As with the intellectuals, there is a tendency everywhere--workers, students, poor, affluent--to pessimistically ask, "What can I do?" or say, "You can't do anything about it." We all have excuses: "I'm too busy," "it's not my fault," "Somebody should do something; they will." And, thus, we do nothing. Yet, some people, acting on their conscience, have done a lot for the rest of us. It takes thought, courage, and commitment to an ideal bigger than oneself. If your cause is self-serving, you will not persuade many. If your cause is others-serving, almost everyone respects that.

 We all need a cause, a dream, a hope for something better. We need a plan. There is a thrill, a satisfaction, a feeling of fulfillment when we struggle to achieve our dream, if it hurts no one and helps others. Many of us cry with joy and feel pride in being human when we see someone struggle for a great cause and/or overcome adversity or misfortune. Don Quixote faced overwhelming odds; Lincoln and 529, 272 others died in the struggle to free the slaves and save the union; President Kennedy said, "Ask not what your country can do for you..." and we joined the Peace Corps by the thousands; Jill Kinmont, a paralyzed skier, became a teacher; the abused woman next door with five small children leaves her alcoholic husband and starts college. It takes determination and courage to act.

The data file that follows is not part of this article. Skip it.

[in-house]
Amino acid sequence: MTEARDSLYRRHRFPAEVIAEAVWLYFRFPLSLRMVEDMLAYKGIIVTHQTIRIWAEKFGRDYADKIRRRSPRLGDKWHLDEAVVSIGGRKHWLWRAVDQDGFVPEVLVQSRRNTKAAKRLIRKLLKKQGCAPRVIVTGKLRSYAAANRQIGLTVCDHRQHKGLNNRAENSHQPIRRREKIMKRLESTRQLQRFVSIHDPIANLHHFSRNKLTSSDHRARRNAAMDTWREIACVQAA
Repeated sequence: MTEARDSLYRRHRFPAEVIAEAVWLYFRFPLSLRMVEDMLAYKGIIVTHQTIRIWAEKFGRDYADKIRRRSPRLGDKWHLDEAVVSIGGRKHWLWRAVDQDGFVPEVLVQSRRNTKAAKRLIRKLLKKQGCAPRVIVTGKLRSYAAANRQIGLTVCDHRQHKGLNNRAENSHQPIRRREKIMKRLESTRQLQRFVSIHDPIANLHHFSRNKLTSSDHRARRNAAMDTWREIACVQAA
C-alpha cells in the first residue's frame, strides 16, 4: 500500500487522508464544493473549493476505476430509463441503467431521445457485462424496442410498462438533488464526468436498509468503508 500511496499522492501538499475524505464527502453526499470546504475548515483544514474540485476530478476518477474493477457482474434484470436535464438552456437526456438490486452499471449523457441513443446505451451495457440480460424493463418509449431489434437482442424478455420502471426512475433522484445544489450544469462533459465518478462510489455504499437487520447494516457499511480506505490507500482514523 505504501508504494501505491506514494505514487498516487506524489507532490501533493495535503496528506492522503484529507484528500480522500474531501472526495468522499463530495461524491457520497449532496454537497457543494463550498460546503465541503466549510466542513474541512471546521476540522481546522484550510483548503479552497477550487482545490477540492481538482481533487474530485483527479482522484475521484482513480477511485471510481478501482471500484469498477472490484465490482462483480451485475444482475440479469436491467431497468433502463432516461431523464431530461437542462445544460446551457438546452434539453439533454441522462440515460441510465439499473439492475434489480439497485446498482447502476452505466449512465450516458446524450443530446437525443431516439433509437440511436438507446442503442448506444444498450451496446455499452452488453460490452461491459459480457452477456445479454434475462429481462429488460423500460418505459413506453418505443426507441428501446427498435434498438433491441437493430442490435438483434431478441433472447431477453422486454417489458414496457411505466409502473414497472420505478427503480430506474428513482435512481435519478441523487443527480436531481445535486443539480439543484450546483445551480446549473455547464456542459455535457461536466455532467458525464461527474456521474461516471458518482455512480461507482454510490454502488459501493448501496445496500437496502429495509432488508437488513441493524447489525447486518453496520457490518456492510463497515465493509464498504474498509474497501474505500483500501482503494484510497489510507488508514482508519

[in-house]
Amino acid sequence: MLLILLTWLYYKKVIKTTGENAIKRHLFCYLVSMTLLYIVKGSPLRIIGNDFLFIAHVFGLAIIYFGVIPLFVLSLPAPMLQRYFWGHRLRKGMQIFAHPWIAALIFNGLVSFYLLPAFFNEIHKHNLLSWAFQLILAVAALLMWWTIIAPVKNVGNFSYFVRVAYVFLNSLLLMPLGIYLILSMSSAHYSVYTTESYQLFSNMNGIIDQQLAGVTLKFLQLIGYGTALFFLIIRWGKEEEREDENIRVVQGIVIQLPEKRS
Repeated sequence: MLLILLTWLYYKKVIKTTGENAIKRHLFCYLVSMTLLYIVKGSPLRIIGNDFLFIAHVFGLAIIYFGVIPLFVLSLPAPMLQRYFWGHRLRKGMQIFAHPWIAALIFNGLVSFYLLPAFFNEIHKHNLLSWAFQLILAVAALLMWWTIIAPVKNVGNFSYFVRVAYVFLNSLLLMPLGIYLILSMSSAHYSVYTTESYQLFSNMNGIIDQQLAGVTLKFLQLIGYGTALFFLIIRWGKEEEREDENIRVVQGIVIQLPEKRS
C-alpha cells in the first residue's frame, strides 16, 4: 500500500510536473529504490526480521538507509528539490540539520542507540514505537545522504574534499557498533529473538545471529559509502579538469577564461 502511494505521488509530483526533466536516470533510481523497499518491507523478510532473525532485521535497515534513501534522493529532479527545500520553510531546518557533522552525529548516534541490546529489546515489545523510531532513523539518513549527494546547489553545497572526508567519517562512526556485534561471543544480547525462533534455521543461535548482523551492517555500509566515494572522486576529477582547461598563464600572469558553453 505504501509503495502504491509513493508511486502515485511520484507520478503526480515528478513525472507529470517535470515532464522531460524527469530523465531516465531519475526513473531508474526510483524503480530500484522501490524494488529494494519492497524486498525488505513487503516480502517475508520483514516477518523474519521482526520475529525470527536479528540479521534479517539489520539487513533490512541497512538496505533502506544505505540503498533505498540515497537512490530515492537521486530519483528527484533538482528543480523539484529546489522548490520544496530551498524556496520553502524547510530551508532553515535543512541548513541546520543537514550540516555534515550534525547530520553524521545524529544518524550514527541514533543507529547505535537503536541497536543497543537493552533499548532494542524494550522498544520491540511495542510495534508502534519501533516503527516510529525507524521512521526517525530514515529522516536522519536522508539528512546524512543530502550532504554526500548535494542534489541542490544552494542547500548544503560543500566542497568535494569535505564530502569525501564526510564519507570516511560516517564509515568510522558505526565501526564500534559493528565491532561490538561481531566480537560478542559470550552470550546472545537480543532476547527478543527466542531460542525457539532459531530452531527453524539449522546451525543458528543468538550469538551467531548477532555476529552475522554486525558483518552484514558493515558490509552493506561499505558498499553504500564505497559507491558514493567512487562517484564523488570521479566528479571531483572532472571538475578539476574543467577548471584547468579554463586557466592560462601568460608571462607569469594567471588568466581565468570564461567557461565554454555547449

Be open to new ideas, experiences, and emotions. Live! Life is a series of new challenges: how to eat, crawl, walk, potty, talk, count, read, etc. How to find our place in the family and in school. How to accept ourselves and our growing bodies. How to get along with the opposite sex, how to handle our sexual and overwhelming love needs. How to cope with children. And the challenges go on and on. Some people stay young and continue to want new adventures, new ideas, new experiences, while others want quiet, familiar security, and decide they know "the truth."

 Be not just open to adventures in the world, but more importantly be open to adventures with ideas and with emotions. There are tests of sensation-seeking which show it is related to having more fun and being better able to handle unhappy events in life (Zuckerman, 1979). From Freud to Jourard (1971), psychologists have proclaimed the wholesomeness of expressing our feelings. As we hold back the negative feelings--sadness, anger, fears--we stifle the positive ones--joy, humor, excitement, love for humanity. How sad.